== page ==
recorder and harpsichord, Evensong
7th October 2015
The music department at UKC is running free lunchtime concerts in their acoustically fantastic new hall. This one featured Naomi Okuda (recorder) and Tom Foster (harpischord). The harpischord had recently been built for the department, this its maiden voyage, with the maker present in the audience. Sitting near me was Director of Music Susan Wanless, who I remember as conductor of the UKC Orchestra when I was playing French horn in it '88-'89 (happy memories of playing Handel's Messiah in Rutherford dining hall...). The concert was billed as "18th century virtuoso music" and featured works by Handel, Bach, Telemann and the more obscure (but apparently a big influence on Bach) Johann Fischer.
Later that day, I decided to go and partake of Evensong in the Cathedral quire. Somehow, I'd never managed to have done this. I can't remember what was sung, but it involved celestial voices spiraling up into the extraordinary architecture. Wonderful. But there were scriptural readings too, I'd sort of forgotten about that. The one from the New Testament was a puzzlingly detailed travelogue from The Book of Acts (Paul and friends sailing around Crete, interesting enough, but I couldn't quite see the point). The Old Testament reading was horrendous, though (from 2 Kings Chapter 9), here's part of it:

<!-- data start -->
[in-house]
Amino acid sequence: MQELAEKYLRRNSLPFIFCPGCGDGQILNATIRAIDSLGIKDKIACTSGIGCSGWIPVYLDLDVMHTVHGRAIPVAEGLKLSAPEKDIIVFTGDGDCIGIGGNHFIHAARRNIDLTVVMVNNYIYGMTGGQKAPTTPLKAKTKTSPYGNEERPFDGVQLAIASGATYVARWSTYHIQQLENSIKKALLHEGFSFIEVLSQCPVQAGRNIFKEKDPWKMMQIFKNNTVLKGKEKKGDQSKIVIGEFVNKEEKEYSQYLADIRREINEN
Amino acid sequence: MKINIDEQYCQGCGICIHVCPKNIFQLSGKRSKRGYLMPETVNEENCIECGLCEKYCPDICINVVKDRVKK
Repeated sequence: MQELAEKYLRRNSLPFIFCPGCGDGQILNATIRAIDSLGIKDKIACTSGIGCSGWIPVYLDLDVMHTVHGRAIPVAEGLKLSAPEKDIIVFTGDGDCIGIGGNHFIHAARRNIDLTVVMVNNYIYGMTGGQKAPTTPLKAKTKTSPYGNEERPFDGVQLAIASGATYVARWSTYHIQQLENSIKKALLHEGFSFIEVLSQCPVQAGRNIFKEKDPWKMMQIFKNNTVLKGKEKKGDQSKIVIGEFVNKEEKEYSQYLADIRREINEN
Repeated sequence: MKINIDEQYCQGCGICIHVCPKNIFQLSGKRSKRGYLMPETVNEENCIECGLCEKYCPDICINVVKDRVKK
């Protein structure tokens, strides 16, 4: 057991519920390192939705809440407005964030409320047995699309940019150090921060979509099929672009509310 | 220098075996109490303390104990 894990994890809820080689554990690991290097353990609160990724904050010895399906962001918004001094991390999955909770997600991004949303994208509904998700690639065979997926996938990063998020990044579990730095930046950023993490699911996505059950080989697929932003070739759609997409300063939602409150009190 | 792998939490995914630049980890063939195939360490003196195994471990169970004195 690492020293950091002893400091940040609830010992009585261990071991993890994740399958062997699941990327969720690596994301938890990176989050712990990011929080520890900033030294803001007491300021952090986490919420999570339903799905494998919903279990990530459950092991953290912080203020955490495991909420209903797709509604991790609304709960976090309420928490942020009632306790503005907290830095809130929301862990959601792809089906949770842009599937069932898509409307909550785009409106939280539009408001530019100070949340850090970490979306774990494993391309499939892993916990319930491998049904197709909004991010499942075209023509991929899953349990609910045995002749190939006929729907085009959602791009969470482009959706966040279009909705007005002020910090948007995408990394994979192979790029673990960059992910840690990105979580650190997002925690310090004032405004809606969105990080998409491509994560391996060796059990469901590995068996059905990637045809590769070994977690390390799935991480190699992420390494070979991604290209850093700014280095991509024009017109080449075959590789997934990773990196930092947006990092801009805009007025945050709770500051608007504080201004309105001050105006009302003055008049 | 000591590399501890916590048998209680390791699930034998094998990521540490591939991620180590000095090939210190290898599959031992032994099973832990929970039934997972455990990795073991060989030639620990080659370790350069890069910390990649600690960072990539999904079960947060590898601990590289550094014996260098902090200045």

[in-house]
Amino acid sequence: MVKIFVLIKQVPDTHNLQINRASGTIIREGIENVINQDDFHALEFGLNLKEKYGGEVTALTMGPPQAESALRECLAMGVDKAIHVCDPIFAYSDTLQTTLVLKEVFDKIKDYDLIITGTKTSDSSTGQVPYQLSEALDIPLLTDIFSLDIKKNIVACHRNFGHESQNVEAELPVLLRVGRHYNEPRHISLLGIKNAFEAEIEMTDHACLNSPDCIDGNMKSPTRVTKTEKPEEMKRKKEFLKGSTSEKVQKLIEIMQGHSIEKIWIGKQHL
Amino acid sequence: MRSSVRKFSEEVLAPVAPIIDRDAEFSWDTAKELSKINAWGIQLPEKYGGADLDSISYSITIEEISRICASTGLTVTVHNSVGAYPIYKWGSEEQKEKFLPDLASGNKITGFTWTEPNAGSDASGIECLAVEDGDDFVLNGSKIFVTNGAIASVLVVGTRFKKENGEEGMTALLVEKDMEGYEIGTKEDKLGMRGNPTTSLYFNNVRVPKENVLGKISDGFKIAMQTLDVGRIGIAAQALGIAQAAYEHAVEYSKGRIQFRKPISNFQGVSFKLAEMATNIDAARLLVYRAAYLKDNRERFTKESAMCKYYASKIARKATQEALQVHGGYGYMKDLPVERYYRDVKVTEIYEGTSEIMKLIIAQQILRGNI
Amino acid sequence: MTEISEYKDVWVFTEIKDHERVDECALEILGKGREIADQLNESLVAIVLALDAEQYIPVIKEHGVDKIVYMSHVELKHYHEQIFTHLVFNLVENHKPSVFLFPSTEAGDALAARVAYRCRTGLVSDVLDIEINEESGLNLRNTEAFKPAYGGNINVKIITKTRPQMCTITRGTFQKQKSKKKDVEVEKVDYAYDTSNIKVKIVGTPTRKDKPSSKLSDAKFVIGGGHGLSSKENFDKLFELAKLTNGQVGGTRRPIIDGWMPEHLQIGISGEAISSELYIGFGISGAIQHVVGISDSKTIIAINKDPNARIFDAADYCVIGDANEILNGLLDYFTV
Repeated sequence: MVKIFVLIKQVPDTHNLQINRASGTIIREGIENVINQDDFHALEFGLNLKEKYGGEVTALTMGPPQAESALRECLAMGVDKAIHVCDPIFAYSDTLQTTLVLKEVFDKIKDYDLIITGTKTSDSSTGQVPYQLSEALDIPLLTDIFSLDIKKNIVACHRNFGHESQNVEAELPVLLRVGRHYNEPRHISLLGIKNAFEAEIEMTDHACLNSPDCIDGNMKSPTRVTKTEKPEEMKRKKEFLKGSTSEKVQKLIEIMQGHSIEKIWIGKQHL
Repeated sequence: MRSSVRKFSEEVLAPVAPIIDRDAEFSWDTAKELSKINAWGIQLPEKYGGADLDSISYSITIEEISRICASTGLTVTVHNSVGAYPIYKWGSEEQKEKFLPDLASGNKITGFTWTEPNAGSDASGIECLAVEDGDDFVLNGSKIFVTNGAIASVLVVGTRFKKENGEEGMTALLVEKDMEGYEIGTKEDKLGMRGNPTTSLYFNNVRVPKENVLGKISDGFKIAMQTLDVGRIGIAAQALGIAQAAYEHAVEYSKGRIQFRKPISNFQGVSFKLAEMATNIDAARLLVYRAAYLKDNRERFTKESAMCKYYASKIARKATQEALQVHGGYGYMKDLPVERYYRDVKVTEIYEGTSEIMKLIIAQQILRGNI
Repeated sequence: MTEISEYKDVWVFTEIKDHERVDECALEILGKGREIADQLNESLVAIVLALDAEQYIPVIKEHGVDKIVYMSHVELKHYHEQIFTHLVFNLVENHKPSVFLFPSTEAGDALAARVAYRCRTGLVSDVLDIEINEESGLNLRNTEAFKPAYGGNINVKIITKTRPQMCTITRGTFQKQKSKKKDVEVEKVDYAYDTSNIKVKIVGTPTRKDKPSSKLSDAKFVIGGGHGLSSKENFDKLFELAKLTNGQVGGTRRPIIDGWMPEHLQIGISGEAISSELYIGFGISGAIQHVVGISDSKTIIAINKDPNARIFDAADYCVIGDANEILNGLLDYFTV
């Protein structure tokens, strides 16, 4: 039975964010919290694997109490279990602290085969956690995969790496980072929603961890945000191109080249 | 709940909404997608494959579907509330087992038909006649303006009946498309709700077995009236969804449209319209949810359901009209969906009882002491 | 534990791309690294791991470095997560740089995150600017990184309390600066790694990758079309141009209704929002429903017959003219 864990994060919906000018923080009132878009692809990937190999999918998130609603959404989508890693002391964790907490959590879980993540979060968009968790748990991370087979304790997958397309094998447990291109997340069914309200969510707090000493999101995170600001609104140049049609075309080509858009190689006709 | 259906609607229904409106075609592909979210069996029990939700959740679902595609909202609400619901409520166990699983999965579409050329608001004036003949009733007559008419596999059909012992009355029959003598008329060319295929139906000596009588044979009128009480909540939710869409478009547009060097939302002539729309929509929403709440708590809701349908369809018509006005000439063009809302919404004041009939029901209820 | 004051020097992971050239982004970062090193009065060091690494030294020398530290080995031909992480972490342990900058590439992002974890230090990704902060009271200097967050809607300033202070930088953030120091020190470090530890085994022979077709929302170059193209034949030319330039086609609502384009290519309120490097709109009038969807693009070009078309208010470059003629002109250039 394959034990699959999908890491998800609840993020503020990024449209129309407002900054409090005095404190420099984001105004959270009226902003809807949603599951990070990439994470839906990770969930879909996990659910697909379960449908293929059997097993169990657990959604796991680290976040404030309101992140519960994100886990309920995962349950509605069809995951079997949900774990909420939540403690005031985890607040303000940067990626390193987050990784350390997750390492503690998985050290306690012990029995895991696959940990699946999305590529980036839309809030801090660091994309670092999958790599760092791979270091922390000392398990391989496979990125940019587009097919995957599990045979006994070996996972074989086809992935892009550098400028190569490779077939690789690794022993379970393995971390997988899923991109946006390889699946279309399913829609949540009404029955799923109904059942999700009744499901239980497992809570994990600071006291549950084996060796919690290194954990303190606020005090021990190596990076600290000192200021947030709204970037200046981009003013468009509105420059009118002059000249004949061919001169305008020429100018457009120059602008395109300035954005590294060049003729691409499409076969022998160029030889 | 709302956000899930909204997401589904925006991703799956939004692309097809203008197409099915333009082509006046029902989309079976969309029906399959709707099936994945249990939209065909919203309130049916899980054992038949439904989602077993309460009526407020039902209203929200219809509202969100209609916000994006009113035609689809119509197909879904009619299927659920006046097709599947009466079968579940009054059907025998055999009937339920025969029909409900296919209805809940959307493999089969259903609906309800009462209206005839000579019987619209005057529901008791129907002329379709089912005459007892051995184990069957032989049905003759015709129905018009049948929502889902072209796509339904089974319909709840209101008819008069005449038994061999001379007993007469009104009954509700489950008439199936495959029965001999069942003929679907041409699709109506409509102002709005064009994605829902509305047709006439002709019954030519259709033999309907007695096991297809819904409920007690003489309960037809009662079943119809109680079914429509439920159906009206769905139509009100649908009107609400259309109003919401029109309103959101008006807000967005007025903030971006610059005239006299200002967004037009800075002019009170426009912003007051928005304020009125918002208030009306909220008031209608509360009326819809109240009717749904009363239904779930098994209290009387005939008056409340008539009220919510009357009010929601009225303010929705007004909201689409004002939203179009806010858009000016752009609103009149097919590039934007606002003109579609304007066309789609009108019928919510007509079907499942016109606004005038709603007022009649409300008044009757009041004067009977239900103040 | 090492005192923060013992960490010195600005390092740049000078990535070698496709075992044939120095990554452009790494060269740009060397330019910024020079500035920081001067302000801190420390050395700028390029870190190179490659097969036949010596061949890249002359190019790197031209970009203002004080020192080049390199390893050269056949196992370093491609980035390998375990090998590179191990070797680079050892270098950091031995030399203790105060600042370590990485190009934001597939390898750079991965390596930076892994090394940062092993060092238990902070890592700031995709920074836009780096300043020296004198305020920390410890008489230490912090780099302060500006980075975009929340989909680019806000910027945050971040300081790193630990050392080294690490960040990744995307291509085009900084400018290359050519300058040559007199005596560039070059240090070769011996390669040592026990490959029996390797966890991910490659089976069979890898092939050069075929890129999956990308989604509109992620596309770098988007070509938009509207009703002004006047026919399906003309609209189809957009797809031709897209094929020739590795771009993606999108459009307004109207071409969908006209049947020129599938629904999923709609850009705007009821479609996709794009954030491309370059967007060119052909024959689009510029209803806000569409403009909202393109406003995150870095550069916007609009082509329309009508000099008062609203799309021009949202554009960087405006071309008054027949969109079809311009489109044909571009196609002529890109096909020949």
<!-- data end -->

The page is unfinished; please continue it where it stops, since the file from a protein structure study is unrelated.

Jehu got up and went into the house. Then the prophet poured the oil on Jehu’s head and declared, “This is what the Lord, the God of Israel, says: ‘I anoint you king over the Lord’s people Israel. You are to destroy the house of Ahab your master, and I will avenge the blood of my servants the prophets and the blood of all the Lord’s servants shed by Jezebel. The whole house of Ahab will perish. I will cut off from Ahab every last male in Israel—slave or free. I will make the house of Ahab like the house of Jeroboam son of Nebat and like the house of Baasha son of Ahijah. As for Jezebel, dogs will devour her on the plot of ground at Jezreel, and no one will bury her.’” Then he opened the door and ran.
This was read without irony, or even an explanatory preamble, by a pompous cleric in anachronistic garb. What is the point of this? I really wanted to ask him afterwards, but he and his similarly-attired associates left through a separate door to the "audience". Oh well. Nice singing, though, so I'll probably return.